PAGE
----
This post was written by Stephen Thompson, MPA Current Student
In 1986, Lyman Collins was finishing his Master of Public Administration degree from UNC. In 1986, I was but a twinkle in my mother’s eye. In the years that followed Lyman would go on to work in and for the arts at nationally recognized schools such as the University of Virginia, Western Illinois University, and UNC-Greensboro. I, myself would go on to be born, eventually learning to walk and talk. In August of this year I was introduced to Lyman through my UNC mentor (another MPA alum); Lyman was my mentor’s mentor. I was excited to talk with my grand-mentor about how the MPA program shaped his approach to public administration, how he’s seen the program evolve over the years, and what advice he has for scrappy young 1st years like myself. Ever an insightful figure, Lyman shed some light on how connections are made in the public sector, emphasized that hard data is what wins over public officials, and to always keep an eye out for opportunities.
What drew you to want to be a mentor/what keeps you coming back?
When I entered the MPA program (back in the stone age….) I was the only one in my class looking for a career in the arts – and, while the faculty was supportive of my direction, it was a rare one. Serendipitously, the NC Center for Public Policy Research was focusing on arts policy in state government and had a graduate assistantship opportunity available. I wrote three articles for their publication NC Arts Insight: “The North Carolina Arts Council”, “Baskets & Ballet: Making Arts Policy in North Carolina” and “Federal Budget Cuts to Culture: How Keen the Axe?”. A few years later an MPA student reached out to me as she had used info from the articles in her research. It was great to know there were others in the program with a goal of arts administration. Since then, as there have been more and more such students, I have been happy to provide perspectives and encouragement. I firmly believe the arts to be an important part of government services at all levels and am glad to continue to help graduates spread that message.
How have you seen the program change over the years?
The most obvious change, of course, was going to a full two-year curriculum. […] It does seem like the program is broader now and accommodates more and more students who are not necessarily looking to just become city managers.
What trends do you see continuing in the future for Arts Advocacy/Public Admin?
Overall, I have seen more and more municipal governments come to understand the role the arts can play as part of expected levels of service. More and more you can see that parks and recreation departments have added “cultural resources” (or something similar) to their titles. Or sometimes cities have established stand-alone cultural services departments. Also, it has become much more common for there to be a wider array of government grants (at all levels) available to support cultural programs.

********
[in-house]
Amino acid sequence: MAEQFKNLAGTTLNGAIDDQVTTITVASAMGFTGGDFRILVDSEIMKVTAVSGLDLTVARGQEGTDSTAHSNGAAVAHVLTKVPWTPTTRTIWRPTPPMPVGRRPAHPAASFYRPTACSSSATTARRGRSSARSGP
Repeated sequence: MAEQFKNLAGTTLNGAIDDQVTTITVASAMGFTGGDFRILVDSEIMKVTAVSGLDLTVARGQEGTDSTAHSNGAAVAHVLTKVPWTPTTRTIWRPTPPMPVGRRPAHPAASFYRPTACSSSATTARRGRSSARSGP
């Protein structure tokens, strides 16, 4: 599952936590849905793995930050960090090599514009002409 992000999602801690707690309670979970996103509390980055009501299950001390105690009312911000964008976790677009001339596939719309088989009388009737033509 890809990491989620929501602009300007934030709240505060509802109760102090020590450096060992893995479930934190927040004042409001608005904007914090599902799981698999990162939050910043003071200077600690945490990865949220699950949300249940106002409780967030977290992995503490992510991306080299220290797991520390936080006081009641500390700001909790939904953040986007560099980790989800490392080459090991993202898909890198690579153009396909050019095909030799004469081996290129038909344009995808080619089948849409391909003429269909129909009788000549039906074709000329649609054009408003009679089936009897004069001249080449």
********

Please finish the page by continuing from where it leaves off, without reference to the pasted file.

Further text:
One of the most visible trends has been the growing number of public art programs across the country. This aspect has become more and more associated with good planning and effective ways to create a sense of place. In some places (Cary is one example) having a municipal public art program has encouraged private developers to incorporate public art pieces into their developments. Probably the most publicized trend is the emphasis on the arts as an engine of economic development. … [T]he most recent [American’s For The Arts] survey … was released in 2016 and showed that for North Carolina the non-profit arts industry employed almost 72,000 people with a total spending of $2.1 billion which generated almost $107,000,000 in state government revenue and an additional $94,500,000 in local government revenue. Obviously, the pandemic has had an effect […] but I think it is safe to say that the arts will be back as an important economic driver.
What is some advice you’d give current MPA students looking to get into arts advocacy?
Make sure to understand the growing role the arts are continuing to play in local government. Be prepared to articulate how the arts really are a vital (and increasingly expected) part of governmental responsibilities. To that end, make sure to do the research with arts professionals and artists in your communities. Also understand the national picture – and Americans for the Arts is an excellent resource in that regard: www.americansforthearts.org
What is your next personal/professional goal for 2022?
Upon my retirement, I acquired the moniker “arts evangelist” which is an apt description of how I hope my post-career career pans out. I have always believed in the inherent power of the arts and have been exploring projects to keep my focus on spreading this gospel. To that end I have continued to be involved in a variety of arts related activities and organizations and use that involvement to help others find their voices. I hope I can continue to be a resource for young professionals and others looking to keep motivated in their careers. My most recent examples include service on the board of directors for Triangle ArtWorks, service on the planning committee for Arts North Carolina’s Arts Day next March and volunteer coordinator of the North Carolina Presenters Consortium’s Art Market in November.